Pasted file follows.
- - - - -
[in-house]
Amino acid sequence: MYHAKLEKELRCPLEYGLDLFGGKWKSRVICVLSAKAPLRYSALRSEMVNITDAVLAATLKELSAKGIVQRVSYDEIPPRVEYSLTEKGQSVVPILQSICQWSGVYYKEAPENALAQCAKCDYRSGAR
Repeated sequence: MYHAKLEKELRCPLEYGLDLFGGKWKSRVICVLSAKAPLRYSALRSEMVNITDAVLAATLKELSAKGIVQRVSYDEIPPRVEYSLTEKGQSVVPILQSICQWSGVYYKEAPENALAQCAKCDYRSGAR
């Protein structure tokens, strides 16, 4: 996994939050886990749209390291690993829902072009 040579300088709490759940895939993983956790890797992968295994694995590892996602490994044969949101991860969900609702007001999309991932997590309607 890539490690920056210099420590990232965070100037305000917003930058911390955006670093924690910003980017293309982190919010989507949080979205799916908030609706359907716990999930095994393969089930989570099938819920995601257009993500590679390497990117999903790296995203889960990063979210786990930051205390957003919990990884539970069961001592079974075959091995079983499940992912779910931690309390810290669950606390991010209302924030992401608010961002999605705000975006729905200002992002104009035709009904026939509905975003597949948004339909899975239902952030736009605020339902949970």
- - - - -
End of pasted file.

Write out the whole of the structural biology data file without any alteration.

[in-house]
Amino acid sequence: MYHAKLEKELRCPLEYGLDLFGGKWKSRVICVLSAKAPLRYSALRSEMVNITDAVLAATLKELSAKGIVQRVSYDEIPPRVEYSLTEKGQSVVPILQSICQWSGVYYKEAPENALAQCAKCDYRSGAR
Repeated sequence: MYHAKLEKELRCPLEYGLDLFGGKWKSRVICVLSAKAPLRYSALRSEMVNITDAVLAATLKELSAKGIVQRVSYDEIPPRVEYSLTEKGQSVVPILQSICQWSGVYYKEAPENALAQCAKCDYRSGAR
């Protein structure tokens, strides 16, 4: 996994939050886990749209390291690993829902072009 040579300088709490759940895939993983956790890797992968295994694995590892996602490994044969949101991860969900609702007001999309991932997590309607 890539490690920056210099420590990232965070100037305000917003930058911390955006670093924690910003980017293309982190919010989507949080979205799916908030609706359907716990999930095994393969089930989570099938819920995601257009993500590679390497990117999903790296995203889960990063979210786990930051205390957003919990990884539970069961001592079974075959091995079983499940992912779910931690309390810290669950606390991010209302924030992401608010961002999605705000975006729905200002992002104009035709009904026939509905975003597949948004339909899975239902952030736009605020339902949970």